Not too late to get your yearly flu vaccine


NIVW_web-button_180x150_AABy Ronald Valdiserri, M.D., M.P.H., Deputy Assistant Secretary for Health, Infectious Diseases, and Director, Office of HIV/AIDS and Infectious Disease Policy, U.S. Department of Health and Human Services


As daylight hours get shorter and temperatures are falling, we’re not only approaching winter but also flu season. While we can all find ways to enjoy the change of seasons, no one enjoys the flu — a contagious respiratory illness caused by flu viruses spread between people. Seasonal flu is a special concern if you are a person living with HIV (PLWH) since HIV can make your body too weak to fight off the flu. HIV also increases your risk for serious flu-related complications. Experts agree that getting the flu vaccine is the most effective way to prevent the flu.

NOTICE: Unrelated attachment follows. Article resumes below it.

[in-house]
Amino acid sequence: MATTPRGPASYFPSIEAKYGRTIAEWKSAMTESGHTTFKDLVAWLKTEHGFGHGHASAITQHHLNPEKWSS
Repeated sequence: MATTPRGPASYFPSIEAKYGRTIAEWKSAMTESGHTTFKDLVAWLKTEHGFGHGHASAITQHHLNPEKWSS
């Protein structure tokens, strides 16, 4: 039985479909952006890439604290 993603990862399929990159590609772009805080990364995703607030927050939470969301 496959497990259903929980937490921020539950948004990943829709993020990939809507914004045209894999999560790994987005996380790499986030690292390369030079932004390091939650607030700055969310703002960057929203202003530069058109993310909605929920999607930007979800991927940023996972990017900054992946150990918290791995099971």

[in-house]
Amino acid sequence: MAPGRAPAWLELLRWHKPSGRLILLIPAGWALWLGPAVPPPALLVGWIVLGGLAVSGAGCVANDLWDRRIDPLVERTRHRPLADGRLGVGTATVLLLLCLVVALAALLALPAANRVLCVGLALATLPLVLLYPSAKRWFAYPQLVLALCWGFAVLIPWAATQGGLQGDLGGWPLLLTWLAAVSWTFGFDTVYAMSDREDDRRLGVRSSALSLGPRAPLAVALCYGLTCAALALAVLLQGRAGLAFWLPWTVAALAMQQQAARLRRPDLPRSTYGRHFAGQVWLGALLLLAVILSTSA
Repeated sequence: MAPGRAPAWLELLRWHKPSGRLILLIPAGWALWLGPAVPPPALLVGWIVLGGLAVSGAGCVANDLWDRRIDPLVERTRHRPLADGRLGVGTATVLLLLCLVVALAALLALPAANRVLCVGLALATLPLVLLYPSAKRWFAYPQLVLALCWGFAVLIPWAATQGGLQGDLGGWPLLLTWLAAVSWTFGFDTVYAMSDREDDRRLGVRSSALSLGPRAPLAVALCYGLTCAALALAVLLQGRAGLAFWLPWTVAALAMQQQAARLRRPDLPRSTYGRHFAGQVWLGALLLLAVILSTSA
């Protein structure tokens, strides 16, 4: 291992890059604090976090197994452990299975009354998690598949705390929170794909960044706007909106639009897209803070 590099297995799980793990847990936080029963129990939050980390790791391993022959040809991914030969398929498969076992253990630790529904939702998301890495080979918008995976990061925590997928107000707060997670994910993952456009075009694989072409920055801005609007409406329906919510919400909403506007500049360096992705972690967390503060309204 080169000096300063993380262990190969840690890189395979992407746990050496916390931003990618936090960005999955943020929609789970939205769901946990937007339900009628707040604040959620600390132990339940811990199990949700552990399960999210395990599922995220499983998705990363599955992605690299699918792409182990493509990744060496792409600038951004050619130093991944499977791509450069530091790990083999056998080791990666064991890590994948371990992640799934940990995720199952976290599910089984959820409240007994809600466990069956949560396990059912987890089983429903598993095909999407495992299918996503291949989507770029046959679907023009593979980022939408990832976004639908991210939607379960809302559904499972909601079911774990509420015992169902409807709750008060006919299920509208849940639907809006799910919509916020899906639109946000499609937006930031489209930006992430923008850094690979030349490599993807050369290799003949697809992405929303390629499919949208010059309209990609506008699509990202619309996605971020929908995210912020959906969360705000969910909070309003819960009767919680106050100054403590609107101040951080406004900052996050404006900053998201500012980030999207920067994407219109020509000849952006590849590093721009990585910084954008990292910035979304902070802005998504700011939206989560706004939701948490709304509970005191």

CDC has designated this week as National Influenza Vaccination Awareness Week, so we encourage you to learn more about the seasonal flu and take steps to protect yourself. Here are some resources to help you:

Remember, it is not too late to get your yearly flu vaccine to protect against the flu viruses experts predict will spread this season. As long as flu viruses are spreading and causing illness, vaccination can provide protection against the flu.


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